In a new radio ad released Thursday, Senator Scott Brown wraps himself around legendary Fenway Park and the celebration of its 100th anniversary, heaping praise on the current Red Sox ownership for “improving what we have instead of starting over somewhere else.’’
What Brown does not mention in the 30-second spot is that it represents 180-degree turn from the public position he took a decade ago.
Back in January 2001, when the Red Sox ownership was looking to relocate the franchise, Brown, then a Republican state representative from Wrentham, not only pushed to remove the team from the storied park, but also out of Boston.
Brown hand-delivered a letter to New England Patriots owner Robert Kraft asking him to consider building a ballpark for the Red Sox next to his football stadium in Foxborough, the town adjacent to the lawmaker’s legislative district.
“Exploring the possibility of a Red Sox relocation to Foxborough makes fiscal and economic sense,’’ Brown told Kraft, according to an Associated Press story at the time.
His idea was roundly rejected by the Red Sox and sniffed at by local sports writers. But his suggestion sent a ripple in the national sports news.
That is a sharp contrast to the new radio ad, in which Brown extols the current Red Sox ownership and the old park itself, just a day before the 2012 home opener and a week before the centennial anniversary of the team’s first game there.
“Think of it: the park opened in 1912 - the same year as the sinking of the Titanic,’’ he says. “It’s not only the home of the Red Sox, it also connects us to our past.’’
Brown’s attempt to connect himself to Boston’s long and emotional relationship with the Red Sox and its historic playing field fits neatly into his campaign theme that his Democratic rival Elizabeth Warren is a Harvard Law school professor and Cambridge elitist who is out of touch with mainstream Massachusetts culture.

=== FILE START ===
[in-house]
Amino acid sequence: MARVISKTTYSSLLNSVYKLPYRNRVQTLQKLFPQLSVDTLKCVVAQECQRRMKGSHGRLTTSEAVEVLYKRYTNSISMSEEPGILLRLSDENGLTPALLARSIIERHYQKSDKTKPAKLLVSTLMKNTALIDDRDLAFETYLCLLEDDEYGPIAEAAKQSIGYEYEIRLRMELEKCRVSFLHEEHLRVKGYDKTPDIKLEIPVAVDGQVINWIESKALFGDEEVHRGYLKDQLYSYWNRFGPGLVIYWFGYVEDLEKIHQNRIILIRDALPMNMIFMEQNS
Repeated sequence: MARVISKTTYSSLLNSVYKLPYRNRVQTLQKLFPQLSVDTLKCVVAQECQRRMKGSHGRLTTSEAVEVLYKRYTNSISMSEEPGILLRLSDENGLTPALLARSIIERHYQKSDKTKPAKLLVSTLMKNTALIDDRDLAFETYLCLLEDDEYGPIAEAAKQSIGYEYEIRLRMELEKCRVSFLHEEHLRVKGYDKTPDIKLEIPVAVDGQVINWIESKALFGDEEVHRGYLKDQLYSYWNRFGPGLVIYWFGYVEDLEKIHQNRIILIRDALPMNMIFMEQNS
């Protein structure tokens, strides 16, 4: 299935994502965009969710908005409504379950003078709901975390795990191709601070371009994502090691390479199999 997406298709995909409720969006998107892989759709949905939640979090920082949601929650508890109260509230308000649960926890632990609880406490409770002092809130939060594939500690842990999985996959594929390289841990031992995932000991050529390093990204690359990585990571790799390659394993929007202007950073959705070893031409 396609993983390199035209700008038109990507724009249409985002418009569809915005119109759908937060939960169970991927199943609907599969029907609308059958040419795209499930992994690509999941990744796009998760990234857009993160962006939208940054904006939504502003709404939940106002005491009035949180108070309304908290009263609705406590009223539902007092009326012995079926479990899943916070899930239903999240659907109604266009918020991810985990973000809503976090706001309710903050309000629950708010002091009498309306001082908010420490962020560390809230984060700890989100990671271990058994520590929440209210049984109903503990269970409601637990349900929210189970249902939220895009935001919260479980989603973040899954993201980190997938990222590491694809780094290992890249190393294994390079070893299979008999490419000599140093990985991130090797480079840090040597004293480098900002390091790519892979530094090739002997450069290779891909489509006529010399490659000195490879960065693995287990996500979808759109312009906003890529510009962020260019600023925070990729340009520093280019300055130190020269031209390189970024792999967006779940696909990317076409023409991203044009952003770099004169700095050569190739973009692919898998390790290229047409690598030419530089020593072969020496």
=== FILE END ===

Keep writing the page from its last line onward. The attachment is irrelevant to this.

In his upset victory over Attorney General Martha Coakley in the special 2010 Senate election, Brown got a big boost when Coakley, a Democrat, mistakenly identified Curt Schilling as a New York Yankee and sniffed when a reporter asked if she would shake hands outside Fenway Park.
Brown’s latest radio ad tugs at the heartstrings of the fans, evoking those cherished images they have of Fenway Park.
“Remember what Fenway looked like the first time you walked into the ballpark?’’ Brown says. “There was that emerald grass, the white chalk lines perfectly laid out, and that giant wall in left field.’’
Brown campaign spokesman Colin Reed said Thursday that the senator acknowledges in the radio spot that the calls for moving the team out of Fenway were wrong.
But Brown’s only reference in the ad to the earlier public debate over the future of the ballpark is more general.
“You know, there has been a lot of talk over the years about replacing the park, but that would have been a mistake,’’ Brown says.
He makes no mention of his role.
Correction: An earlier version of this story incorrectly stated that Brown supported a bill that proposed moving the team to Foxborough. Brown expressed his position in a letter to Robert Kraft.